Re: In a casino, a gambler stacks a certain number of chips in piles, with [#permalink]

Show Tags

21 Jun 2010, 00:07

Bunuel wrote:

hardnstrong wrote:

It is really a GMAT question

I dont think we need additional information from any of the two statements to solve it Question says "a gambler stacks a certain number of chips in piles, with 12 chips in each pile and no chips left over. After winning 12 extra chips in a hand of poker, the gambler again stacks his chips in piles, with 14 chips in each pile and no chips left over. How many chips did the gambler have before winning the hand of poker?"

This means gambler added 2 chips (out of 12) in every pile to make it a pile of 14 from a pile of 12. That means number of piles were 12/2 = 6, because there is no left over. There cannot be any other scenario then 6 piles.

so whatever information we have in both statement is basically useless (new option "F" if GMAT want to add or say both are sufficient)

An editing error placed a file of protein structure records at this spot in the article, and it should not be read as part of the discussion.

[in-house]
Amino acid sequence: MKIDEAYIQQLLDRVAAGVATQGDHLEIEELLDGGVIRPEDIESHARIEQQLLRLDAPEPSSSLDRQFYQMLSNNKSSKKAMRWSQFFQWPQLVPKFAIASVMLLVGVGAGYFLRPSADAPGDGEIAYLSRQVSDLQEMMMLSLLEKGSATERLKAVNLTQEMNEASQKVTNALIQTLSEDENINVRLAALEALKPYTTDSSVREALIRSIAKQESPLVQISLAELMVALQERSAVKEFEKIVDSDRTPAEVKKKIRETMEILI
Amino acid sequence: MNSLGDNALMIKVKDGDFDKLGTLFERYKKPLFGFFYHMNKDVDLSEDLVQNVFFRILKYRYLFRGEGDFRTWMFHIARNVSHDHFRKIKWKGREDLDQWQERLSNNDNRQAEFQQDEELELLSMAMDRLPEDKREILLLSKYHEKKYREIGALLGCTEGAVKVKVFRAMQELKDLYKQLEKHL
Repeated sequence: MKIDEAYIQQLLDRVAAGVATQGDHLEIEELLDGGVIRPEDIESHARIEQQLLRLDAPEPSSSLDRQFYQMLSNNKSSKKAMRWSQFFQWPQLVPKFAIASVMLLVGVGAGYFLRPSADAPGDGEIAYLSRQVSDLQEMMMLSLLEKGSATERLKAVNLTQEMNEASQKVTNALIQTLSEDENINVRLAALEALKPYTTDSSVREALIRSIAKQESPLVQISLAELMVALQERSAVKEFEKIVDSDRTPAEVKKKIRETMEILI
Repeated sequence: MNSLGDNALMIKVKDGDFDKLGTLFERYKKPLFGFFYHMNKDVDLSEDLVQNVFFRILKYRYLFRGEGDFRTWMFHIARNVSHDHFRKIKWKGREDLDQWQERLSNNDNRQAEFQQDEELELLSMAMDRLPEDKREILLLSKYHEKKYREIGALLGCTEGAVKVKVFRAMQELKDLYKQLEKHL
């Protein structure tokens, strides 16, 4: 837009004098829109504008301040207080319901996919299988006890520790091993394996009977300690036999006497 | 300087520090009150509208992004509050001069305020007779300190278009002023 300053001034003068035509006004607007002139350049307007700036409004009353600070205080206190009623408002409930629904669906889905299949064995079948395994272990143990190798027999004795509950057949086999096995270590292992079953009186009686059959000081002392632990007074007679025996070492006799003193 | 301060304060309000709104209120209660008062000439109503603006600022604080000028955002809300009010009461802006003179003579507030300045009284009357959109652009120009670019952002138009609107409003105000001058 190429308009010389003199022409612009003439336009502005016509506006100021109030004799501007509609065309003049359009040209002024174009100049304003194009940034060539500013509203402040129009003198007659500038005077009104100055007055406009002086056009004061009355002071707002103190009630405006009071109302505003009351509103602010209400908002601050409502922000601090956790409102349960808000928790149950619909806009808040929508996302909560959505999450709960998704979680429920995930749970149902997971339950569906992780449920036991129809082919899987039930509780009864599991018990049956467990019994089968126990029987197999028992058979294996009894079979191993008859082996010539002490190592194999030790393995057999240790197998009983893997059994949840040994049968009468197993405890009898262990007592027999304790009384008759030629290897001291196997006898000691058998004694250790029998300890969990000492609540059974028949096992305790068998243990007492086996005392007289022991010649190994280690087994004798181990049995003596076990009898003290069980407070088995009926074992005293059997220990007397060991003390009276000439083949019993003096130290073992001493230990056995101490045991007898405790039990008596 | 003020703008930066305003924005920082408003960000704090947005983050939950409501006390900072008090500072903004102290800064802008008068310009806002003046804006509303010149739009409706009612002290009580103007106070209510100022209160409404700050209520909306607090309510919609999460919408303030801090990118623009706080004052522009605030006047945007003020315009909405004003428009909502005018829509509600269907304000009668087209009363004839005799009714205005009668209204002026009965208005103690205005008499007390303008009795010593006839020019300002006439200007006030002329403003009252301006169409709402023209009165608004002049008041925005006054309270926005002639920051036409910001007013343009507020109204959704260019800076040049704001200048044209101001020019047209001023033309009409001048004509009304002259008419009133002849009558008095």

any comments ?

# of piles before and after the winning 12 extra chips may or may not be the same. If we knew from the beginning that they are equal than \(12x+12=14x\) --> \(x=6\) --> \(12x=72\). So in this case statements are not needed to answer the question.

# of piles before the winning \(x\), after the winning \(y\), so \(12x+12=14y\). Two possible scenarios (out of many):

If \(x=6\), then \(12x=72\) --> \(12x+12=72+12=84=14y=14*6\); If \(x=13\), then \(12x=156\) --> \(12x+12=156+12=168=14y=14*12\).

We cannot take x=13 (please see the highlighted part above) because if we take x=13 then its not possible to make piles of 14 chips each (Note - each pile of 14 chips). In that case gambler need 26 more chips to make it a pile of 14 chips from 12 chips. But he won only 12 chips more.
_________________

I dont think we need additional information from any of the two statements to solve it Question says "a gambler stacks a certain number of chips in piles, with 12 chips in each pile and no chips left over. After winning 12 extra chips in a hand of poker, the gambler again stacks his chips in piles, with 14 chips in each pile and no chips left over. How many chips did the gambler have before winning the hand of poker?"